13 March 2006 Quantitative evaluation of carotid arterial plaque surface irregularity
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Abstract
Recent studies have demonstrated that atherosclerotic plaque surface morphology in the carotid arterial system represents an independent risk factor for embolus formation and subsequent cerebrovascular occlusive events. The primary aim of the current retrospective study is to enhance the clinical utility of this key finding by developing and evaluating objective, quantitative methods for characterizing plaque surface irregularity from Gadolinium-enhanced magnetic resonance angiography (MRA) studies. Nine metrics were analyzed for correlation with percent stenosis in 78 arteries from 43 patients with carotid artery disease. Most of the metrics comprised measurements obtained from a surface model of the stenotic lesion derived from the MRA via the Marching Cubes algorithm with application of the Isosurface Deformable Model. Percent stenosis was determined through real-time volume rendering of 3D MIP MRA studies in Vitrea2. Six of the analyzed metrics revealed significant correlation to percent stenosis (p<0.01). Reproducibility of all metrics was evaluated in a set of 14 randomly selected arteries from 13 patients by way of a single-trial, two-observer analysis. Six of the nine metrics demonstrated significant inter-observer reproducibility by way of single-factor ANOVA analysis (p<0.02). Collectively, the findings reported herein demonstrate an objective and reliable method for quantifying carotid plaque surface irregularity from standard MRA techniques with possible future clinical application in refining risk of ischemic cerebrovascular events and associated need for prophylactic intervention.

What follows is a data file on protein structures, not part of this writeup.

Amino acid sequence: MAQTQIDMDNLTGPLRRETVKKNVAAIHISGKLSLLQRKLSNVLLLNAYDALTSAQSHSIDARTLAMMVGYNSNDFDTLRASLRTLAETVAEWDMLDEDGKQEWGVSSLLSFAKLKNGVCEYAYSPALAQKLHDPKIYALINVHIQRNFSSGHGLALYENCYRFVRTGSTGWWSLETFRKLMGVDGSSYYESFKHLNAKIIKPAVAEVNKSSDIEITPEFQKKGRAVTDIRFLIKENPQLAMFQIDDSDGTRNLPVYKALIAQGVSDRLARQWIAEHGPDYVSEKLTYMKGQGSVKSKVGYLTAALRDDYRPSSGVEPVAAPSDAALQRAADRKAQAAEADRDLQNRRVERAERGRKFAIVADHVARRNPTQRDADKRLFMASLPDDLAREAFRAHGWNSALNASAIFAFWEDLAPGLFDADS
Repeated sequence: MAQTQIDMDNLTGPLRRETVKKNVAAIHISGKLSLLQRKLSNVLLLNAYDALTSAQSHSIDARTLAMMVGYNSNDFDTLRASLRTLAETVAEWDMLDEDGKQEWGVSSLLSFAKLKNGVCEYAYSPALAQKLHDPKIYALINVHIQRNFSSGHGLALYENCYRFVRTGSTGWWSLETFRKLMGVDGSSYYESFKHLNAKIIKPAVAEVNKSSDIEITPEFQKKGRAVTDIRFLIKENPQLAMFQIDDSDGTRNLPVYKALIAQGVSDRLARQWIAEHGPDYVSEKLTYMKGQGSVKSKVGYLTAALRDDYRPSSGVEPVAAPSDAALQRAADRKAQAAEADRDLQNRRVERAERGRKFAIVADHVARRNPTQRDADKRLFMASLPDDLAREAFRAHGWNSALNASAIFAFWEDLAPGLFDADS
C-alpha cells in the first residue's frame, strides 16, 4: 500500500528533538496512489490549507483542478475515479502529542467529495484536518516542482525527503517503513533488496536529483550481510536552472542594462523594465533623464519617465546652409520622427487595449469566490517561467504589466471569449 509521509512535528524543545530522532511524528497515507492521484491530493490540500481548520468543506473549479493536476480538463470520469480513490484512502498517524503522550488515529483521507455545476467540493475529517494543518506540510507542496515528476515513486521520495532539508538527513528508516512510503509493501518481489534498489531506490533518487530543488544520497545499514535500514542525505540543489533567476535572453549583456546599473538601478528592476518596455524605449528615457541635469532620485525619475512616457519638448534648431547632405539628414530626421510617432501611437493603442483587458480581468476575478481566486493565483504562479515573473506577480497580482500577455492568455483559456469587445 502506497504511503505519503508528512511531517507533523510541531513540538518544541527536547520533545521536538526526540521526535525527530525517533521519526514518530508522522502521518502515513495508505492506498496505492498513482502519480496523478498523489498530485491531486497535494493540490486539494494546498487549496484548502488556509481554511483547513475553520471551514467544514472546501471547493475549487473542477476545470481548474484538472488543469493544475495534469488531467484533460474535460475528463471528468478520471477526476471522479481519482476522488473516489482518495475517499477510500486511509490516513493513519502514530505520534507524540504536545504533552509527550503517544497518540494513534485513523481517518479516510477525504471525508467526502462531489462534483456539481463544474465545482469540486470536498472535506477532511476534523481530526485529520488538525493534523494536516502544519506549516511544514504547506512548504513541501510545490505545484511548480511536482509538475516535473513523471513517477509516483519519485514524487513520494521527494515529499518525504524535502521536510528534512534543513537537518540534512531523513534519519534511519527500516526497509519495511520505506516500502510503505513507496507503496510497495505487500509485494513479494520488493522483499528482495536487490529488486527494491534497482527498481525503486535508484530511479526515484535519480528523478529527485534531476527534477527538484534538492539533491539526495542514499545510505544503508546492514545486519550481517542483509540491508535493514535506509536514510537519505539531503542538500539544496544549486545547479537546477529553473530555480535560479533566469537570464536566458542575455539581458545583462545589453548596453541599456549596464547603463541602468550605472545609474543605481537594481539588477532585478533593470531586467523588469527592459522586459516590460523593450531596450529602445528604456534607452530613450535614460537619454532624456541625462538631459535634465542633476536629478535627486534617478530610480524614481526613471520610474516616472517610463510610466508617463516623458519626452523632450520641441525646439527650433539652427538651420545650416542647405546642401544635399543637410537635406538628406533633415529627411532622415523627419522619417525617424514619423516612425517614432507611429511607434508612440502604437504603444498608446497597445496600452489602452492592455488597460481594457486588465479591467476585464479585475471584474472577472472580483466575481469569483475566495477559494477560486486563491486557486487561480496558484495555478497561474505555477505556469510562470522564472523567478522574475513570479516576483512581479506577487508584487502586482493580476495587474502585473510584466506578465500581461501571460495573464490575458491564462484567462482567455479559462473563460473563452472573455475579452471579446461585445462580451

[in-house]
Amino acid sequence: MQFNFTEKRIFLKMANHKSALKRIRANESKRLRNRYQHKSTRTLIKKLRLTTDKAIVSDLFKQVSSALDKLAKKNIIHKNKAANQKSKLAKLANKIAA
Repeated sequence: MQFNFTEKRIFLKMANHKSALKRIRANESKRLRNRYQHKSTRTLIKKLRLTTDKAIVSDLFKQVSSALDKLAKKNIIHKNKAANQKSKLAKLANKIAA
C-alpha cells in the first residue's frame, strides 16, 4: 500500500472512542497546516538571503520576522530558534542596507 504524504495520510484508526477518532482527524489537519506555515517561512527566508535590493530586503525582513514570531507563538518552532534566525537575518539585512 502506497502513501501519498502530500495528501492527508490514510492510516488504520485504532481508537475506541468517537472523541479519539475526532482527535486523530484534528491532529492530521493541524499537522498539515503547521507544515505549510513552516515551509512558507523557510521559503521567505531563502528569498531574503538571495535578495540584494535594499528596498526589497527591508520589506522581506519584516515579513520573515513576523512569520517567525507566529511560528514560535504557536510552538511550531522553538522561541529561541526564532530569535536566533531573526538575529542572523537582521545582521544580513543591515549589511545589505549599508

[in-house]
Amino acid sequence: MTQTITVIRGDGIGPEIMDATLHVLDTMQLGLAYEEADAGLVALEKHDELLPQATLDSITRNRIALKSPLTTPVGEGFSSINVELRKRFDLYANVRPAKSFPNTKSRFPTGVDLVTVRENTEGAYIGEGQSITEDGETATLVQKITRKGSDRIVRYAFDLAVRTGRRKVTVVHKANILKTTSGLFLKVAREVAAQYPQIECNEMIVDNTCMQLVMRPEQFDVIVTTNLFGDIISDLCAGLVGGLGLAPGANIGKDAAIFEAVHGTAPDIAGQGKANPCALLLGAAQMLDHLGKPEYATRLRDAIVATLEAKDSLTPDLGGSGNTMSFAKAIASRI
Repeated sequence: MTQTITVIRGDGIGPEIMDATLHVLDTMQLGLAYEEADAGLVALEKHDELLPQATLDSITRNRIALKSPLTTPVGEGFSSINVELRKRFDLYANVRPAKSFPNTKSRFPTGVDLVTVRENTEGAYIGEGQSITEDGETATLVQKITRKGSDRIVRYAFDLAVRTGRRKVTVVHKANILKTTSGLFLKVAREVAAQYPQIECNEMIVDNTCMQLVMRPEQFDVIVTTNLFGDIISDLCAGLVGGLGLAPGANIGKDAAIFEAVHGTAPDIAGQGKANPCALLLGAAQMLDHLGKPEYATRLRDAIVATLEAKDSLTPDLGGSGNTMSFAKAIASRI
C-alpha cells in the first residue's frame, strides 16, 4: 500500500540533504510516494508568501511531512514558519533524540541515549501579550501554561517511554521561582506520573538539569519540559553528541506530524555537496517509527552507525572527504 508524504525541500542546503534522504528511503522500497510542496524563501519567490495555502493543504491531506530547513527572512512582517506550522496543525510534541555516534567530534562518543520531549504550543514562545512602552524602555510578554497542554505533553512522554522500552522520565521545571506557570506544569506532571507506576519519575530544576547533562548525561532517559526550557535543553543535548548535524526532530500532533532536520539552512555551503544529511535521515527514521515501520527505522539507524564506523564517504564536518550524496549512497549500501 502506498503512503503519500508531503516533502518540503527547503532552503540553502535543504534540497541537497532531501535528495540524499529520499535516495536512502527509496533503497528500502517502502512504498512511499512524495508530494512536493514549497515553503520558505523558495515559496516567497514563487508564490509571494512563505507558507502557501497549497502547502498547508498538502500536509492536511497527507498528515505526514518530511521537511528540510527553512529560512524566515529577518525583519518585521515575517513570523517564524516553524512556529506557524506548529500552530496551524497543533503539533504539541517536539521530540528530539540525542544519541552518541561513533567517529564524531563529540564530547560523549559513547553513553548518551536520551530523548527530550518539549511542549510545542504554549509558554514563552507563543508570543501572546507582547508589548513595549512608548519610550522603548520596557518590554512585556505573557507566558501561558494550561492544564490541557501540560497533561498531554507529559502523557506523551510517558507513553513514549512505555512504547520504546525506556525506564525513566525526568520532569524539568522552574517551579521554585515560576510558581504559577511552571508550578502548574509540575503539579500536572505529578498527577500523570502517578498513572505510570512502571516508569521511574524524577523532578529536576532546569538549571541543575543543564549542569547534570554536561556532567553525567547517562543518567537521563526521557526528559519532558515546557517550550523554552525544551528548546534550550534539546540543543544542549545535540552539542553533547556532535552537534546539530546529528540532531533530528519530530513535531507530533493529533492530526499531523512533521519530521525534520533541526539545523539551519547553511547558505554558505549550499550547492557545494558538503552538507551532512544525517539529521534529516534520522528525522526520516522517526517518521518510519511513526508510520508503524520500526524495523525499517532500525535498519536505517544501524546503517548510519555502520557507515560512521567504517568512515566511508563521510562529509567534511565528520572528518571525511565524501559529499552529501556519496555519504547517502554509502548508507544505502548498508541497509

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Joshua Robinson, Lucy S. Brevetti, Peter J. Yim, "Quantitative evaluation of carotid arterial plaque surface irregularity", Proc. SPIE 6143, Medical Imaging 2006: Physiology, Function, and Structure from Medical Images, 61430A (13 March 2006); doi: 10.1117/12.651092; https://doi.org/10.1117/12.651092
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